The All Star game has passed, the pennant race has officially begun, and the trade deadline (July 31) is fast approaching. Any team with a chance to win their division or compete for the wild card is looking for ways to improve their chances, while any team that is more than 10 games out is looking to deal the soon-to-be free agents for some young arms and position players with potential.
As of the MLB standings right now, five American League teams are facing double digit deficits in the standings and truly have no hope of qualifying for even a Little League regional final and one AL team has already called it quits despite being just 9.5 games back (the most exciting thing for Blue Jays fans the rest of the season will be waiting to see who they get for Roy Halladay). The rest of the teams have some chance for the division crown or a wild card spot. These teams could all use something to shore up their chances and what follows is a quick grocery list of wants and needs for those remaining nine American League teams.
American League East:
New York Yankees (1st, 56-37)
Needs: An extra starting pitcher
After looking at the stats for the team stats for the New York Yankees I thought the team was in desperate need of starting pitching. Then I remembered to apply the same consideration for run inflation one must apply to the Rockies and Rangers staffs. Sure Joba Chamberlain and Andy Pettitte struggle at the hitter friendly New Yankee Stadium, but so does every pitcher.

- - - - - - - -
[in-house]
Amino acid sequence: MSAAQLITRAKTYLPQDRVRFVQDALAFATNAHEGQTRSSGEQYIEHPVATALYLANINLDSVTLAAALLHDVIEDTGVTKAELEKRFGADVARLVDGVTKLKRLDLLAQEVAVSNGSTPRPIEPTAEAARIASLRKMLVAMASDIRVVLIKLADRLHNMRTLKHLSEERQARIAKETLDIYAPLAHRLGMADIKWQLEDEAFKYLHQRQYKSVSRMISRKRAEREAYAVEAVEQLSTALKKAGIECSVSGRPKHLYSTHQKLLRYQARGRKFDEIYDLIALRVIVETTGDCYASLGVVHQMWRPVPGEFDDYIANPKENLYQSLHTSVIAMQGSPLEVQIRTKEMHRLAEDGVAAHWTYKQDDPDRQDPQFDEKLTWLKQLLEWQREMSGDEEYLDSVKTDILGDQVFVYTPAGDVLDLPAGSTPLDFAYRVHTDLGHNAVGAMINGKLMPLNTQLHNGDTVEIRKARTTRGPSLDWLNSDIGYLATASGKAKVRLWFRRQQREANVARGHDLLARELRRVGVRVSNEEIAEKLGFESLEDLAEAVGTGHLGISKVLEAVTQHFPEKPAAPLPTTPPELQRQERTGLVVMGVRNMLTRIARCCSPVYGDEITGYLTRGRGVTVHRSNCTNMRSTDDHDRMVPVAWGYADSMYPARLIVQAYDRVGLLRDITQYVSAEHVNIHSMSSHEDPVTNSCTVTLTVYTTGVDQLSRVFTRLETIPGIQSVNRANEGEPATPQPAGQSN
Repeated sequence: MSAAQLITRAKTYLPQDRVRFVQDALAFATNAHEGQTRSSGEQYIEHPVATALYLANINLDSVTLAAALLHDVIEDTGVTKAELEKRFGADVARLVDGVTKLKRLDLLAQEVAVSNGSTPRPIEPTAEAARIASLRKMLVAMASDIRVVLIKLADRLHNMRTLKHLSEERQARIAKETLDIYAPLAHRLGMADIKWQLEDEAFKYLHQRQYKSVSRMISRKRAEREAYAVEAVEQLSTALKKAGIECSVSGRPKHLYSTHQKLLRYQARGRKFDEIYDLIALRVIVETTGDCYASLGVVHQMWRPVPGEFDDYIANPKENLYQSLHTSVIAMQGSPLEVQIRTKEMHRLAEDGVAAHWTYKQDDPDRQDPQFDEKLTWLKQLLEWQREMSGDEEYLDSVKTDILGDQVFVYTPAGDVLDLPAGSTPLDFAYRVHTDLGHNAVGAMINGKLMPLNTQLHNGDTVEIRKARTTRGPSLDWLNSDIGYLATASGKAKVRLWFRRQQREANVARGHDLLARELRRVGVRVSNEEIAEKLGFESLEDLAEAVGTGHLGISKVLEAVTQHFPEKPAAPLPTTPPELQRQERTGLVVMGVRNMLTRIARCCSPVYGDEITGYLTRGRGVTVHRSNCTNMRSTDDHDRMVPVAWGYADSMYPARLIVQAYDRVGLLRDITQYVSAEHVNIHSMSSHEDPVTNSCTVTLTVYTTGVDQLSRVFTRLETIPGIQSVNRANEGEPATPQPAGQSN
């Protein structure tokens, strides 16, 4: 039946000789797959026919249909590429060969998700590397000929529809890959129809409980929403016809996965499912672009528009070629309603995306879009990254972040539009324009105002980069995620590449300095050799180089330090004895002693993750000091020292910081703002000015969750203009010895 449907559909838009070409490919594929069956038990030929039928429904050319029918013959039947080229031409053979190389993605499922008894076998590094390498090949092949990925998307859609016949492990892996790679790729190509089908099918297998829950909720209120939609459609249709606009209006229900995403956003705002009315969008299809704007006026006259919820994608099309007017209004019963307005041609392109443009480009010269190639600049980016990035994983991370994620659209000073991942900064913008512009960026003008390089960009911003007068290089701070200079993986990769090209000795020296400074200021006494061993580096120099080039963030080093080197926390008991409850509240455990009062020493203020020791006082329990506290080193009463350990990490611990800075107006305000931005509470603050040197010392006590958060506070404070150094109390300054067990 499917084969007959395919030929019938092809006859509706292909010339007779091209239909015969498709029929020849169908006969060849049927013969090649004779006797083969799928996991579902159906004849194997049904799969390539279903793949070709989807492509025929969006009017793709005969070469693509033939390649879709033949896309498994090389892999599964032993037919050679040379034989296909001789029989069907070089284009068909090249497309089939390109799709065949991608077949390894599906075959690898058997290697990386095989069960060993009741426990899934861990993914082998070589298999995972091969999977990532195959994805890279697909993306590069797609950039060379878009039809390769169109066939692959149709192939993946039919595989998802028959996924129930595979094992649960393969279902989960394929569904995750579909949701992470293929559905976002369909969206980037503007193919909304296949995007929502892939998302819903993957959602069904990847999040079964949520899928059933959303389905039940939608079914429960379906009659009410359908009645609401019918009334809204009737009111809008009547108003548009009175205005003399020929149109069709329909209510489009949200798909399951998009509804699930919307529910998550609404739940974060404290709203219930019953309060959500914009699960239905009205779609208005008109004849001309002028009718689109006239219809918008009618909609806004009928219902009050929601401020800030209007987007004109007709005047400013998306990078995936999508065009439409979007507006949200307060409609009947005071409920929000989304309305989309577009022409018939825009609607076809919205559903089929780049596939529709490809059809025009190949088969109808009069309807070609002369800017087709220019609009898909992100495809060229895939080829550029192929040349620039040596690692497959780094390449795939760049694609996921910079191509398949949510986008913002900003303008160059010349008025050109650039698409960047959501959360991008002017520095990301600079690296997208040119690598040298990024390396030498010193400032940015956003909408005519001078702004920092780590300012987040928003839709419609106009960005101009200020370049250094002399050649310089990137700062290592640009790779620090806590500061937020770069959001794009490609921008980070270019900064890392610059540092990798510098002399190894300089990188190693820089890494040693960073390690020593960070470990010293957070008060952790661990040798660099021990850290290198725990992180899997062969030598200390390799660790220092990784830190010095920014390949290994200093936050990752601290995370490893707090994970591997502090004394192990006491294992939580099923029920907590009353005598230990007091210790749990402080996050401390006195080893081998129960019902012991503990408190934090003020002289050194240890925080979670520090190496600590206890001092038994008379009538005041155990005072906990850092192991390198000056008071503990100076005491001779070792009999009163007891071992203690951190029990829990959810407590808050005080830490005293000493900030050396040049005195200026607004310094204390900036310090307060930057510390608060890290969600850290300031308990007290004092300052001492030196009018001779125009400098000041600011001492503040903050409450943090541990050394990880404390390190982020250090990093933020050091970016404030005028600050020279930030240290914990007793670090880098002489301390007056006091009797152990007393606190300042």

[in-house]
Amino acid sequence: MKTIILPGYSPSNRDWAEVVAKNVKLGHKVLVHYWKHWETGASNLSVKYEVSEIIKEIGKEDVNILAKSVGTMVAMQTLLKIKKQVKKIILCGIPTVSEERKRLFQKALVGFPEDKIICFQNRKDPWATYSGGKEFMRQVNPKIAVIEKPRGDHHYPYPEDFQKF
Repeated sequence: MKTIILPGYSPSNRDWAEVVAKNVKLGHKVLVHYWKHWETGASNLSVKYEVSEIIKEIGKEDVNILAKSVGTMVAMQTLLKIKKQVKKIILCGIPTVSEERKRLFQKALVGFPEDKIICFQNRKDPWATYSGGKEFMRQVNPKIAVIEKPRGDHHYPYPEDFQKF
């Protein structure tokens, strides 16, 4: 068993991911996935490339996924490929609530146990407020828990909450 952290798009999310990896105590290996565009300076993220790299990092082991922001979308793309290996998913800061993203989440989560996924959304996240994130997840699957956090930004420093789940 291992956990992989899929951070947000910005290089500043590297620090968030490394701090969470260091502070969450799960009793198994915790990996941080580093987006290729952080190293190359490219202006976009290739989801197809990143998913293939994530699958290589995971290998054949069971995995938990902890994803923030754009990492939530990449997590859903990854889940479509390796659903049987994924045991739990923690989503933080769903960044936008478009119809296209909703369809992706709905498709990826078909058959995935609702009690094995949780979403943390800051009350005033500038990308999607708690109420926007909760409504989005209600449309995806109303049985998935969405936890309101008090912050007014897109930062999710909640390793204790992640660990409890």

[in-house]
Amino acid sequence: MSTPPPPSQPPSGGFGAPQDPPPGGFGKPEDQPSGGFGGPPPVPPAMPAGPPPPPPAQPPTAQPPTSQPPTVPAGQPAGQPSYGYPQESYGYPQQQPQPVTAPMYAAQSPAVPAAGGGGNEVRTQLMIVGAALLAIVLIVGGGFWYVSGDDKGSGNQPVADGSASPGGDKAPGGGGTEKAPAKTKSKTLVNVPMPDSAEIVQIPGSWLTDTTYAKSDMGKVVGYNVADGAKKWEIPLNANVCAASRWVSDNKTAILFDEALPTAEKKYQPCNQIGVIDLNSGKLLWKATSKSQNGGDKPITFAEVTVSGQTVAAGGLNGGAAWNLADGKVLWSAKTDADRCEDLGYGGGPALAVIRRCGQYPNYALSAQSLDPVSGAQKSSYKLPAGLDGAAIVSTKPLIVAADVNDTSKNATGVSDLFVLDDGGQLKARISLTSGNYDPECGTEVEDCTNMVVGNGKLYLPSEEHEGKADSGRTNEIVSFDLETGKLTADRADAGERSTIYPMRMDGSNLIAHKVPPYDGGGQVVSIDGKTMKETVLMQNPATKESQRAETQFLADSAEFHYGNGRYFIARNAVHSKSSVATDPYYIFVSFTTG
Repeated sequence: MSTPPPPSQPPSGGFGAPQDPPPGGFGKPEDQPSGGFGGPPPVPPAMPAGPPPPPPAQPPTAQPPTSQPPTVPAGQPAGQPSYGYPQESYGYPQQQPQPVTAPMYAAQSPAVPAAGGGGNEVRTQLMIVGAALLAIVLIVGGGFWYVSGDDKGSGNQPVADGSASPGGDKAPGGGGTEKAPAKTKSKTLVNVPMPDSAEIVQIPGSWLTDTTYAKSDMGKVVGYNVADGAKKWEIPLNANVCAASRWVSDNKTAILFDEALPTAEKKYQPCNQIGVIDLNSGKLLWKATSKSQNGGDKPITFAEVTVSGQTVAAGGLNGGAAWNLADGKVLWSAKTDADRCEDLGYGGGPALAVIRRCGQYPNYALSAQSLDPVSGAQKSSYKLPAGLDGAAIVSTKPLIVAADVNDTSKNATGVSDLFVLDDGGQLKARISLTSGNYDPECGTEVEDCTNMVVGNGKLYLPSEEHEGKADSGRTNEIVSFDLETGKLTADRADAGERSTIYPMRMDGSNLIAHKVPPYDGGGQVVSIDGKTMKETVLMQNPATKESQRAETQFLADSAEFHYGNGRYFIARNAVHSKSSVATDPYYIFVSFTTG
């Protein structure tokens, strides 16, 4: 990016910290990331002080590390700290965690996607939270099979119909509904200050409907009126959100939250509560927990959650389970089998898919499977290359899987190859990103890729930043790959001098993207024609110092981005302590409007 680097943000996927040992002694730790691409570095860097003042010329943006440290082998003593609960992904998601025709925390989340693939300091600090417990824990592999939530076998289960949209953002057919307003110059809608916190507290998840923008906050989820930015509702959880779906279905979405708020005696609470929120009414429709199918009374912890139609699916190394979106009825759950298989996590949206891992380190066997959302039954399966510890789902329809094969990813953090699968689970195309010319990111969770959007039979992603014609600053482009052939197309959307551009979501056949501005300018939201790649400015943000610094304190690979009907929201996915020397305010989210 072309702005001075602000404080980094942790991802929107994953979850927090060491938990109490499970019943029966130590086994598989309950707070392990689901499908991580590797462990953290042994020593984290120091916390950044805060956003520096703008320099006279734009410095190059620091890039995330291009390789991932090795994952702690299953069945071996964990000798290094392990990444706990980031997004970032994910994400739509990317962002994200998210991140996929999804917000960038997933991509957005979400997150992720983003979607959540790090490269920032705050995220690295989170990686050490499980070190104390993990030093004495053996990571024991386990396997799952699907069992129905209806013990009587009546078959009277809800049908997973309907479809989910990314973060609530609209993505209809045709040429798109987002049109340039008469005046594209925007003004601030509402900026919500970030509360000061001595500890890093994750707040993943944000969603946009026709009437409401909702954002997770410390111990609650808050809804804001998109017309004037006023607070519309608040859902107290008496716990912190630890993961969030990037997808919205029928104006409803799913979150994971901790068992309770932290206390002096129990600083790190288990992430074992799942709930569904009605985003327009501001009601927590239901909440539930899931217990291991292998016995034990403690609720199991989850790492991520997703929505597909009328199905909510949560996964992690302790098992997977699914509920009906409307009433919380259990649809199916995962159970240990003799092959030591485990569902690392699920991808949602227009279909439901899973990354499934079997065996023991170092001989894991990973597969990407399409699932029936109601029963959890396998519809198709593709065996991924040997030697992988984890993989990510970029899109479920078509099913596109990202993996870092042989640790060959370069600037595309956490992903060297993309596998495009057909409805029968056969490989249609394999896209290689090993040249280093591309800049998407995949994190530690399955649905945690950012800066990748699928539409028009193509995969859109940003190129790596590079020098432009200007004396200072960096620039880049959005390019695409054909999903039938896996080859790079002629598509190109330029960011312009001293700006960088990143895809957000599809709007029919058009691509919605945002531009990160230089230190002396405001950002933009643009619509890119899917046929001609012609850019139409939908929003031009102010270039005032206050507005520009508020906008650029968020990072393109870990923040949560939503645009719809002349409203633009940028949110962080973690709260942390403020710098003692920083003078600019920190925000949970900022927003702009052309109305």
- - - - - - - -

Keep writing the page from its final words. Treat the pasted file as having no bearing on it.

Luckily CC Sabathia and A.J. Burnett can hold their own on the mound at home. All four starters are able to post an ERA under 4.00 on the road, so the staff is pretty solid. The front office might want to add another quality starter in case Pettitte starts pitching his age (37) though. The extra arm would be insurance, so I guess it is more of a want than a need.
Boston Red Sox (2nd, 55-38, 1 GB)
Needs: A fourth starter and an extra bat
The Boston Red Sox look like a complete team, but after Josh Beckett, Jon Lester, and Tim Wakefield (having Wakefield as a key starter should already be freaking Boston baseball fans out a little bit) the leading number four pitcher is Brad Penny. Sure Penny has nine quality starts, but he also has an ERA of 5.02 because he has had is share of bad games with early exits.
The biggest issue and perhaps the most difficult issue to accept is the problem with David Ortiz. He had a good June (.320 BA, 7 HR, 18 RBI, .409 OBP, .653 SLG), but he has not been able to hit above .230 the rest of the season. He is a beloved player, but he is also dragging the team down.
Tampa Bay Rays (3rd, 52-42, 4.5 GB)
Needs: An ace pitcher, utility player
Sure, the Rays have perhaps the most balanced offense in the American League, ranking in the top tier for getting on base (2nd), power (3rd), and running the bases (1st), and the pitching appears to be pretty good, but this team is far from complete. They lack the most difficult thing to find in baseball, an ace pitcher.